State of the Art (Art)
I have a love/hate relationship with The Australian. On the one hand, it publishes some of the best writing on Aboriginal art these days, frequently pieces by Nicolas Rothwell. On the other hand, it publishes a lot of stupid, reactionary articles about Aboriginal culture. This post was occasioned by one of the latter in response to one of the former.
The Economics of Aboriginal Work (Art)
The first major art scandal of 2006 was precipitated to a degree by Rothwell’s article in The Australian, “Scams in the Desert” (see preceding paragraph) as backyarders came once again into the foreground. Too much of what was written, to my mind, was about the problems of the white art market rather than the poverty of Aboriginal communities that creates the opportunities for backyarders to thrive.
Buy Art, Feel Good (Don’t Worry, Be Happy!) (Art)
The Age joined the battle over backyarders with a piece by the usually perceptive Robert Nelson, who stumbled badly this time by suggesting that the problem of undermining community arts organizations wasn’t really a problem after all.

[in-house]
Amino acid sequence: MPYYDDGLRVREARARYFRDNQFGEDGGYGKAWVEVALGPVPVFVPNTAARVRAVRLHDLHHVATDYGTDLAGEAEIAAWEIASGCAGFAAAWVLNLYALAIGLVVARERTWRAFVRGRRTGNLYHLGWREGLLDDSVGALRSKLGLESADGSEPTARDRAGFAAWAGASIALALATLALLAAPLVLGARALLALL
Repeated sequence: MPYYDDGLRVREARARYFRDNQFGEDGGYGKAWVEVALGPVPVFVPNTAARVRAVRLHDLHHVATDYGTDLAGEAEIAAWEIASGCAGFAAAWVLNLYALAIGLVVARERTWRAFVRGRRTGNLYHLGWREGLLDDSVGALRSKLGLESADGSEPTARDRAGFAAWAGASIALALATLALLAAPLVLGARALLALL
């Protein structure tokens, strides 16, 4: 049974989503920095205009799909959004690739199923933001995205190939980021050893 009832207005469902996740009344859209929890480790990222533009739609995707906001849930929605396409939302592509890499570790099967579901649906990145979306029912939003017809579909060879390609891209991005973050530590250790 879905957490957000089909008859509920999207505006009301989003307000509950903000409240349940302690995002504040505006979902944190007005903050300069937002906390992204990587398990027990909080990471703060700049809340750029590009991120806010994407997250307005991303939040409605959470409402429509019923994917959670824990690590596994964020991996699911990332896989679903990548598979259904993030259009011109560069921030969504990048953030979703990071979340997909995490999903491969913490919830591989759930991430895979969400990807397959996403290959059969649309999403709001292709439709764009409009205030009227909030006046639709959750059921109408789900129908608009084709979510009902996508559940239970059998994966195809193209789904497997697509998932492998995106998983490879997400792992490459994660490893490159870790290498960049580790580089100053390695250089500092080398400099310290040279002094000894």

Eubena’s Signature (Art)
Warlayirti Artists has manged to avoid the worst problems of the unscrupulous sector of the art market and at the same time nurtured successful artists for over a decade. Thinking about the woman who has become the “signature” artist of Balgo of late, Eubena Nampitjin, provided me with some insights into how this has come to pass.
Adventures in Central Australia, Mostly (Books)
I’m a romantic at heart (isn’t everyone?) and Nicholas Rothwell’s travel memoir, Wings of the Kite-Hawk, is about as romantic as the Outback gets.
New Art from Yirrkala: Painting the Waters of Gangan (Art)
When I started this blog, I wanted to write about art. That has proved much harder than I thought it would be. Exploring the cultural context of the art is challenging in itself. Adding in questions of aesthetics (like whose aesthetics? mine? the indigenous artist’s?) makes it even more difficult. Sometimes I like to think I can do it successfully.
Reflections on the AIAC (Art)
The major Aboriginal art event of 2006 for me was the opening of the Musee du Quai Branly in Paris in June with the chance to spend several days looking at the Australian Indigenous Art Commission (AIAC) and the presentation of Aboriginal art inside the Museum itself. Everyone in Paris had an opinion, and most of them contradicted someone else’s. After a week of looking and talking and listening, I started to make sense of my reactions.
Aborigines, Art, France: History in Review (Art)
Just when I thought I had sussed out the situation in Paris with the AIAC, Fred Myers sent me an article he had written just as Chirac was beginning to lay the groundwork for the Quai Branly ten years ago. Grappling with what I learned from Fred’s article took me most of a month and brought me to my 100th post. Incidentally, it brought the blog back where I started from, to Fred’s unparalleled insights into Aboriginal art and culture.